For the rest of the 2009 Forecast series, click here.
I lump agency debt and MBS together because both are basically wards of the state at this point. They are also the best example of Quantitative Easing working that we have so far.
5-year bullet GSE debt (that is, non-callable) has declined in spread from about +150 in October and November to about +80bps. It will probably get down to about +50 before stalling there. Historically agency debt traded between +20 and +40bps, but I’d say that in a lower liquidity environment, agency paper won’t get that tight.
80bps ain’t nothin’ these days. With the 5-year Treasury now below 1.40%, one could argue that Agencies are generating 57% more income than comparable Treasury bonds. That’s going to continue to attract real money buyers looking for something that’s both safe and liquid.
MBS suffer from a severe negative convexity problem. MBS investors have essentially sold short an interest rate option to the underlying mortgage borrowers. Those borrowers are now almost universally in the money. Many borrowers will have difficulty actually refinancing (more on that below) but regardless, the price for MBS securities will have difficulty rising above $104 or so with an embedded in-the-money option with a $100 strike.
To see what I mean, notice the price spread across the coupon stack (using Fannie Mae 30-year MBS for February settlement):
- 4.5% Coupon: $101.938
- 5%: $102.750
- 5.5%: $103.203
- 6%: $103.656
- 6.5%: $104.500
This is the current dollar price for a mortgage security with the indicated coupon. Typically the underlying mortgages have a rate 0.5% higher than the coupon rate. Notice, for example, that the 6% bond at $103.656 is less than one point higher than the 5% at $102.75. To me that’s telling you that if rates were to fall by 100bps from here (implying the 5-year Treasury is 0.40%), the 5% mortgage would only improve in price by 1 point.
All this is to say that those hoping for price appreciation out of MBS should look elsewhere. But those looking to just collect fat income may have found a home.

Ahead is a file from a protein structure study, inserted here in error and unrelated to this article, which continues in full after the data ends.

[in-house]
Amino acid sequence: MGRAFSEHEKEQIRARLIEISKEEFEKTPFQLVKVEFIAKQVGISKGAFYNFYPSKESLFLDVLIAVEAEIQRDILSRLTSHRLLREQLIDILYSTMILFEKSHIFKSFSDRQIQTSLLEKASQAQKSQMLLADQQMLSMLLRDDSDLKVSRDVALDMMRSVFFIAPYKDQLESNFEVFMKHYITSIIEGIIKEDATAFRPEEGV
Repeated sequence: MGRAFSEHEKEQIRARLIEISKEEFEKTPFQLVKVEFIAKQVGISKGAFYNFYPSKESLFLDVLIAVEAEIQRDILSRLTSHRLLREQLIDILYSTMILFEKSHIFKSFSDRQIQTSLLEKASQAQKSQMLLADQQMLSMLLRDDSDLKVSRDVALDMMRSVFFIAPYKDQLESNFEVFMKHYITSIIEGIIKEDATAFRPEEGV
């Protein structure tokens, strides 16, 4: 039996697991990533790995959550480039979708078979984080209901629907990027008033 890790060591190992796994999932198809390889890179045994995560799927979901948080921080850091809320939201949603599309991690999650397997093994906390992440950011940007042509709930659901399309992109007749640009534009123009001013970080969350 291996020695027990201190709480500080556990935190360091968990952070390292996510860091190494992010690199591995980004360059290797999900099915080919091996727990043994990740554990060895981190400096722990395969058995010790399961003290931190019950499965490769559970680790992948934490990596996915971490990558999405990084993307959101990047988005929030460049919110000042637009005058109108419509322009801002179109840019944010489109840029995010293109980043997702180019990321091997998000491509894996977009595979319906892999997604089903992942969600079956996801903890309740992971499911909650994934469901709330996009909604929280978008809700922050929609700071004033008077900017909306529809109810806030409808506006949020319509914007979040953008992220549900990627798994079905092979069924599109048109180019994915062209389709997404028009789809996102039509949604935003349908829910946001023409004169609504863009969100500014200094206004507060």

Say you buy a generic 6% Fannie Mae MBS at $103.656. According to Bloomberg, that bond will pay at approximately 51 CPR (if you aren’t a bond person, just assume that means 51% of the loan will pay down each year, that’s close enough). That produces a yield of 3.09% with an average life of 1.5 years.
That isn’t half bad considering that Treasury bonds in 1.5 years are yielding about 0.40%. You have some reinvestment risk as the mortgage pays down, but by 1.5 years rates may be rising again, and so maybe that’s a good time to be reinvesting anyway.
If you are willing to do a little more work, you can do much better. Say you can find a pool with mostly 2006 borrowers. Most of those borrowers have experienced negative home price appreciation to some degree (not as bad as you might think because we’re only talking about conforming loans here, i.e., loans under $417,000). Anyway, couple this with a pool full of borrowers with 90+ LTV? Or mostly coastal geographics? Or relatively low credit scores? You might have a mortgage pool that will repay much slower than average.
Say you can pick a pool that pays at 40 CPR instead of 51 CPR. That increases your yield to 3.82%. 30 CPR? Now its 4.39% wih a 2.8 year average life. That compares very favorably with the 3-year Treasury trading at 1%!
Finding these kinds of pools is somewhat easier in hybrid-ARMs, which I love here on a pure relative value trade. But beware, the liquidity is much weaker in this sector. Otherwise I’d be a bigger overweight in hybrids than I already am. You can also get a lot of good high LTV loans in the GNMA space.
So if you are going to just buy and hold and don’t care about keeping up with Treasuries in a rally, MBS are probably as good an investment as any. But I’m underweight MBS, focused entirely on the kinds of specialized pools that I described above. I’ve basically dumped all my 5.5% and lower bonds.
So to make a prediction about the sector, I’d say the the Fed’s continued support will keep dollar prices relatively high, even if Treasury rates back off a bit. But overall I expect MBS spreads will perform extremely poorly should rates fall from here, and that has me cautious on the sector. I’d add heavily to MBS if the 5-year broke 1% or the 10-year broke 1.6%.
Callable agencies are kind of the worst of all worlds. There is no value-adding opportunities through pool selection akin to what can be done with MBS. And you have the same negative convexity problems, where if rates fall you get called away and if rates rise you get crushed. So I’d avoid most callable agency issues.